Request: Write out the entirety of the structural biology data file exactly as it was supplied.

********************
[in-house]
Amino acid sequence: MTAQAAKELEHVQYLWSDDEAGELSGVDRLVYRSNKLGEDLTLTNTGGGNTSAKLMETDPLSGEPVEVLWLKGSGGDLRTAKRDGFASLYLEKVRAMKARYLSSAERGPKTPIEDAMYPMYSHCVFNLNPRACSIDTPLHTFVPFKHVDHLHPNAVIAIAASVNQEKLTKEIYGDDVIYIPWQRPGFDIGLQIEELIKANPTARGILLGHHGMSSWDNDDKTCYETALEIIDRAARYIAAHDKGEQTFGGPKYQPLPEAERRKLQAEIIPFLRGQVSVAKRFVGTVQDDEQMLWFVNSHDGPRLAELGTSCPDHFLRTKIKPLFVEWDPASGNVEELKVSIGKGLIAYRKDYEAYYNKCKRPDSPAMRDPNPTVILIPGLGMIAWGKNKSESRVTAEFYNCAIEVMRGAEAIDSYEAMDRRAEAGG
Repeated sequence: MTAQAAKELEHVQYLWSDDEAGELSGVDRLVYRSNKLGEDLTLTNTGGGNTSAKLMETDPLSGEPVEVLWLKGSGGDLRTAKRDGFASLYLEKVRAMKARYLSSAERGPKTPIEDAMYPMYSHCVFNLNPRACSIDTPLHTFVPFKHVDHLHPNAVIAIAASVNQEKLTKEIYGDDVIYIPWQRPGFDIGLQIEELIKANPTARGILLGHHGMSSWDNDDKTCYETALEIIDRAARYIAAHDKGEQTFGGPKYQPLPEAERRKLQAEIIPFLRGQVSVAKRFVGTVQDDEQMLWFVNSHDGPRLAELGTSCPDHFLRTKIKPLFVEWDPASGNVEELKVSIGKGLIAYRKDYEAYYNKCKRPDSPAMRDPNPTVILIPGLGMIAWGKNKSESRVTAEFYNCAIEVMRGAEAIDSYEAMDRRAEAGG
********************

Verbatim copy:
[in-house]
Amino acid sequence: MTAQAAKELEHVQYLWSDDEAGELSGVDRLVYRSNKLGEDLTLTNTGGGNTSAKLMETDPLSGEPVEVLWLKGSGGDLRTAKRDGFASLYLEKVRAMKARYLSSAERGPKTPIEDAMYPMYSHCVFNLNPRACSIDTPLHTFVPFKHVDHLHPNAVIAIAASVNQEKLTKEIYGDDVIYIPWQRPGFDIGLQIEELIKANPTARGILLGHHGMSSWDNDDKTCYETALEIIDRAARYIAAHDKGEQTFGGPKYQPLPEAERRKLQAEIIPFLRGQVSVAKRFVGTVQDDEQMLWFVNSHDGPRLAELGTSCPDHFLRTKIKPLFVEWDPASGNVEELKVSIGKGLIAYRKDYEAYYNKCKRPDSPAMRDPNPTVILIPGLGMIAWGKNKSESRVTAEFYNCAIEVMRGAEAIDSYEAMDRRAEAGG
Repeated sequence: MTAQAAKELEHVQYLWSDDEAGELSGVDRLVYRSNKLGEDLTLTNTGGGNTSAKLMETDPLSGEPVEVLWLKGSGGDLRTAKRDGFASLYLEKVRAMKARYLSSAERGPKTPIEDAMYPMYSHCVFNLNPRACSIDTPLHTFVPFKHVDHLHPNAVIAIAASVNQEKLTKEIYGDDVIYIPWQRPGFDIGLQIEELIKANPTARGILLGHHGMSSWDNDDKTCYETALEIIDRAARYIAAHDKGEQTFGGPKYQPLPEAERRKLQAEIIPFLRGQVSVAKRFVGTVQDDEQMLWFVNSHDGPRLAELGTSCPDHFLRTKIKPLFVEWDPASGNVEELKVSIGKGLIAYRKDYEAYYNKCKRPDSPAMRDPNPTVILIPGLGMIAWGKNKSESRVTAEFYNCAIEVMRGAEAIDSYEAMDRRAEAGG